Fortunately for builders of both homes for sale or for rent, this current environment will not last forever. As prices eventually stabilize and rebound, buyers will likely tire of buying fixer-uppers with higher power bills in challenging locations. And, as mortgage interest rates rise and the better deals disappear, investors in individual homes will have a tougher time competing against the rental rates charged by owners of larger apartment projects.

For now, however, it remains a game of patience.

Thursday, June 16, 2011

June column for Builder & Developer now online

My column for the June 2011 issue of Builder & Developer magazine is now online.

For this issue, entitled "New Tools to Prevent Another Boom-Bust Scenario," I wanted to review the reasons for the housing boom & bust and what we can do to prevent if from occurring again. This subject will also be the focus of two separate panels at this year's Pacific Coast Builders Conference in San Francisco.

From the column:

The building industry largely missed the signs of the housing bubble, ignored its profound consequences, and adjusted too late. What went wrong? How can it be fixed? And, going forward, how can we develop a more objective and comprehensive framework of market-based due diligence?...

To read the entire column, click here.

To read the entire June 2011 issue in digital format, click here.

Join me at PCBC for two panels

If you're going to be in San Francisco next week for the 2001 Pacific Coast Builders Conference, please join me and other panelists on Wednesday and Thursday to discuss reforming how the industry conducts market research.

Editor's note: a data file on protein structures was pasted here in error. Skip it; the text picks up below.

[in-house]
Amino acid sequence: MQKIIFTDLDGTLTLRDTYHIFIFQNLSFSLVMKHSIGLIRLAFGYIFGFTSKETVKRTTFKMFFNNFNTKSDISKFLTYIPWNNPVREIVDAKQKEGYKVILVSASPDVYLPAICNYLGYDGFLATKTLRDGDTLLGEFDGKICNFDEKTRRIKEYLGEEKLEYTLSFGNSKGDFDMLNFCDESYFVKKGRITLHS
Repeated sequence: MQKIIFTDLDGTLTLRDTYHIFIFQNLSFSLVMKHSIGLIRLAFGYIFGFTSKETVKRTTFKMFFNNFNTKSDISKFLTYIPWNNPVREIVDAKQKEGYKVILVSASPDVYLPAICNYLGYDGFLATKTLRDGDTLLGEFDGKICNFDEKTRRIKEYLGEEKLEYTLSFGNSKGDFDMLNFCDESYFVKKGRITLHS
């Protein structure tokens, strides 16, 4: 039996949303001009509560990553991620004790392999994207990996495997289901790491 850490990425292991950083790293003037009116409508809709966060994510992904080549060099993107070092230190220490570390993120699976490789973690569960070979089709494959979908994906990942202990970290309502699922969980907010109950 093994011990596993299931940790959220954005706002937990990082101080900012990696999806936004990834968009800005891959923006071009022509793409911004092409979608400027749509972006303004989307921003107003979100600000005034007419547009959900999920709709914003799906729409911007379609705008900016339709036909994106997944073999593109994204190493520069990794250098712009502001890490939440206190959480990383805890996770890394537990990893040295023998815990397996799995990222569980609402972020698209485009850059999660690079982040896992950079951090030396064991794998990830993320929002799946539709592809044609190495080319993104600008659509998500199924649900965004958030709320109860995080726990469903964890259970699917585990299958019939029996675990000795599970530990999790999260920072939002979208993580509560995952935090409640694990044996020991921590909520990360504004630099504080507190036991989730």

On Wednesday from 1:30-2:30pm -- and as part of the Consumer Insights Forum -- we'll be discussing what worked and what didn't and how to get past the lingering crisis. It will present the outlook on home prices and foreclosures and then turn to a sharp focus on consumers and their housing needs, the various sub-segments of demographic groups like the "Millenials," "the aging baby boomers," and "Generation X". In the process, the panelists will offer a glimpse at new tools, methodologies and ways that builders can work with and benefit from these approaches. While housing markets are still struggling, it is a good time to start afresh and think about new and sophisticated approaches to the market.

On Thursday from 1:30-2:30pm -- and as part of the Innovation Strategy Forum --we will learn how online consumer focus groups can discern the housing tastes of consumer segments. Explore integrated strategies to create "buzz" about a masterplan through social media, community events, and, most importantly, active listening to consumers. Then, delve into the demand microcosm of a housing project, watch the latest trends in scanning prices at the very local level, and follow how local job and commuting trends can shed light on project or masterplan absorption. These and other tools will show how innovative research approaches can benefit builders and developers.

Participants for both of these days include the following:

Moderator: Gerd-Ulf Krueger, Principal Economist, HousingEcon.com
Patrick Duffy, Principal, Metrointelligence
Rita Lamkin, President, Preface Inc.
Rick Sharga, Senior Vice President, RealtyTrac, Inc.
Belinda Sward, Executive Managing Director, Strategic Solutions Alliance
Alexander Villacorta, Director, Research & Analytics, Clear Capital

If you've not yet registered to attend PCBC, you can do so by clicking here.

Hope to see you there!